MENOMONEE FALLS, WI—A growing majority of consumers value businesses’ well-kept restrooms so much that they are willing to spend more money when they encounter one, according to new national research. The findings are part of the “11th annual Healthy Hand Washing Survey” conducted by Bradley Corporation that queried 1,005 adults and youth throughout the U.S. about public restroom preferences and hand-washing habits.
The number of Americans who will “definitely” or “probably” shell out more cash in response to clean restrooms has climbed to 62% this year from just 45% two years ago. Millennials and Gen Xers are the two generations most likely to open their wallets.
The study also found that almost three out of four Americans make it a point to visit a business because they know it has nice restrooms. Women are especially likely to show preferential treatment, as are millennials and Gen Xers.
Put Cleaning on the Schedule
“Increasingly, our survey underscores that clean restrooms attract business,” said Jon Dommisse, director of strategy and corporate development, Bradley Corp. “Even posting and maintaining a cleaning schedule in restrooms helps reassure customers the facility is clean. Over half who have observed such a schedule say it makes them feel more positive about the business.”
Even though consumers are keen on rewarding restroom-friendly companies, more Americans are having unpleasant experiences in a public restroom. This year, a record-high 76% report having a particularly bad encounter.
“While it’s encouraging that consumers are willing to reward businesses that have nice restrooms, there is a growing disconnect that more Americans are experiencing unpleasant restrooms,” he said.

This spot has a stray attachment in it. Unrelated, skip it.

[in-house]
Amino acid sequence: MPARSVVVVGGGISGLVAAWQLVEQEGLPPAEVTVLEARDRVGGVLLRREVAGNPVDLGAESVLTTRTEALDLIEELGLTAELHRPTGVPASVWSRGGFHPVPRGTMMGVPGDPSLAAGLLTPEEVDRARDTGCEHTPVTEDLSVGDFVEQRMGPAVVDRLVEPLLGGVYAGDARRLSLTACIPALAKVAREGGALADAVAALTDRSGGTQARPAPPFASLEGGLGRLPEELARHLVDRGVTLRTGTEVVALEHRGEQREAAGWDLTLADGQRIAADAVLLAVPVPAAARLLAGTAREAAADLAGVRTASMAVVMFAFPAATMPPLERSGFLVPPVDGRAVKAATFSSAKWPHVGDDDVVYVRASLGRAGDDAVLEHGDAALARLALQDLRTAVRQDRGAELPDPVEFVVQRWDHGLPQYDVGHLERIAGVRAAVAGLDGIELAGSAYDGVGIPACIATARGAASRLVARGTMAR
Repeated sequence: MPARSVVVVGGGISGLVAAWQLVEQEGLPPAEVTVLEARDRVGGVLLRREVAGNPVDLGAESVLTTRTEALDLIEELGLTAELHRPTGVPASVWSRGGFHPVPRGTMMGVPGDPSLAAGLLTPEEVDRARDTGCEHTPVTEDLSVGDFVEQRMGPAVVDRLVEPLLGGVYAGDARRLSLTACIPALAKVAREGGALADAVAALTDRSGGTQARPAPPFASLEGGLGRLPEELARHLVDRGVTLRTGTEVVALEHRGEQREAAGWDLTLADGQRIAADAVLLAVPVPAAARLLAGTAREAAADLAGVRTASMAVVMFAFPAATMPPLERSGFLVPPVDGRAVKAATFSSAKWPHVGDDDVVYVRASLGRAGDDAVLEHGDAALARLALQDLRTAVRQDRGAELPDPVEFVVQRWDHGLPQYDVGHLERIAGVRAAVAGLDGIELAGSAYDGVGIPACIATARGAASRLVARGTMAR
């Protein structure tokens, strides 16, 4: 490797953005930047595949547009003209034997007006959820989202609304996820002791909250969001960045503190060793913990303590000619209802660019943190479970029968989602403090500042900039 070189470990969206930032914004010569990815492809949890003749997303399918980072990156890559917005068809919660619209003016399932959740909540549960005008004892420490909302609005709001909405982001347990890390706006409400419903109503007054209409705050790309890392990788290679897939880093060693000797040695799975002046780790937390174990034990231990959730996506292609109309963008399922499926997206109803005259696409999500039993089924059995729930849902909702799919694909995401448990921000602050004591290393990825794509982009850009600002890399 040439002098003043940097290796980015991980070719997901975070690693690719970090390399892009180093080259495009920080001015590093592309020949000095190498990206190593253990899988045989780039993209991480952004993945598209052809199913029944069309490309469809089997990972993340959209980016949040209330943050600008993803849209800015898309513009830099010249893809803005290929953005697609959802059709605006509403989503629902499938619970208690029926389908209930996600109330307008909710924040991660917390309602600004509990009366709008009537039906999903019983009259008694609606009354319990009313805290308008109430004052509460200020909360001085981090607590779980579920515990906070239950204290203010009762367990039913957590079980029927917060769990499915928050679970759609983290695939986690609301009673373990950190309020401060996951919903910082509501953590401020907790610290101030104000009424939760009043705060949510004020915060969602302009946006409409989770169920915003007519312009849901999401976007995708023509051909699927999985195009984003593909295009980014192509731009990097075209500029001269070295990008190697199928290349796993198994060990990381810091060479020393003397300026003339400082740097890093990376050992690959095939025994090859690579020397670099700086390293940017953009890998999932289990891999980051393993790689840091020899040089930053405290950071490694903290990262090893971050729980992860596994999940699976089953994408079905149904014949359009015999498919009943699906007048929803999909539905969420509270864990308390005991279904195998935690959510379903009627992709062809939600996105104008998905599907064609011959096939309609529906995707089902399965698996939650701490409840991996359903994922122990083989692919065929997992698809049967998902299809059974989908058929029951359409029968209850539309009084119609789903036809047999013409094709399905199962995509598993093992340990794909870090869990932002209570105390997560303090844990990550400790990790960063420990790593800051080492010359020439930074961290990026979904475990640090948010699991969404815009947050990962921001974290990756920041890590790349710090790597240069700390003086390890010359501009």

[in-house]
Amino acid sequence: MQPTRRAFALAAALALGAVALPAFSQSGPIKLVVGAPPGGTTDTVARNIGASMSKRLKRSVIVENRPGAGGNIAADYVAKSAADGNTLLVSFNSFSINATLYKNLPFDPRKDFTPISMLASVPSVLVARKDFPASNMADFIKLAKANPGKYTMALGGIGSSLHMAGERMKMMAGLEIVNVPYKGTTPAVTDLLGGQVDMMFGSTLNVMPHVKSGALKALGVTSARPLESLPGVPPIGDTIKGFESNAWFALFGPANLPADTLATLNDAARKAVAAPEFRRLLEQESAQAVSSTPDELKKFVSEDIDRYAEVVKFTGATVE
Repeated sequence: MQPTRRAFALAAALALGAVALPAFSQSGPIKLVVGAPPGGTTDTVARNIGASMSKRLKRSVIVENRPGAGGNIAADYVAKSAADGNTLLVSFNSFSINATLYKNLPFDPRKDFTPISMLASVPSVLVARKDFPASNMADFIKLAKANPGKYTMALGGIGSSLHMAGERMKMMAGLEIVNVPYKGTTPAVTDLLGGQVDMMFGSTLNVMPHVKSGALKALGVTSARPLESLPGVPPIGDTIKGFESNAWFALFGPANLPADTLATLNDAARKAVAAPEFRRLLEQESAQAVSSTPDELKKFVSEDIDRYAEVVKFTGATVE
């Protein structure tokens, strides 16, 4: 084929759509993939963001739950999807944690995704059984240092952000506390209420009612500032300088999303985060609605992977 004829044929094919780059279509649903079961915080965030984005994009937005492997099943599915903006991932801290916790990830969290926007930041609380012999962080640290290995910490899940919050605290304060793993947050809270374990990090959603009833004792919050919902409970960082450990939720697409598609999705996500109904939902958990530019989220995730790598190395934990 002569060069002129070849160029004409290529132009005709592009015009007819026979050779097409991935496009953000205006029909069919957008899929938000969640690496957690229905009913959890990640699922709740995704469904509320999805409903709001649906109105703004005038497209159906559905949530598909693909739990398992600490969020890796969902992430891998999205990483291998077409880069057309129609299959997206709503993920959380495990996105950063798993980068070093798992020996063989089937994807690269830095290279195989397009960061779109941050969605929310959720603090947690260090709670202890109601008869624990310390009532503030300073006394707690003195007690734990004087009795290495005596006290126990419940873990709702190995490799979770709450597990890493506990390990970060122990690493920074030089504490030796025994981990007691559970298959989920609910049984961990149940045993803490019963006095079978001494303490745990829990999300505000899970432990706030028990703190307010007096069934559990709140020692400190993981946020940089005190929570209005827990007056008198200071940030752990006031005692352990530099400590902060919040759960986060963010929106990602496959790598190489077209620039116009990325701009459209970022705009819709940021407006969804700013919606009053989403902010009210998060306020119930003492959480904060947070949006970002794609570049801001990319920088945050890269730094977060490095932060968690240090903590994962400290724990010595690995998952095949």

Business Blowback from Bad Restrooms
Restrooms that are dirty or in disarray generate negative impressions causing customers to take their business elsewhere, according to the survey. Close to 60% of Americans will leave the business immediately or say they are unlikely to return after encountering unpleasant restrooms.
There are a number of grievances in public restrooms that trigger high levels of frustration. Among the most aggravating are clogged/unflushed toilets (85%), empty/jammed toilet paper dispensers (83%) and partition doors that don’t latch shut (78%). Women and baby boomers express the most annoyance about these inconveniences.
“Poor conditions are the main culprit behind people skipping hand washing during a restroom visit,” said Dommisse. “Lack of soap and/or paper towels and dirty and/or non-functioning sinks are the two most common reasons for not washing hands.”
The survey queried American adults and youth online. Participants were from around the country, were 14 years and older, and were fairly evenly split between men and women (47% and 53%).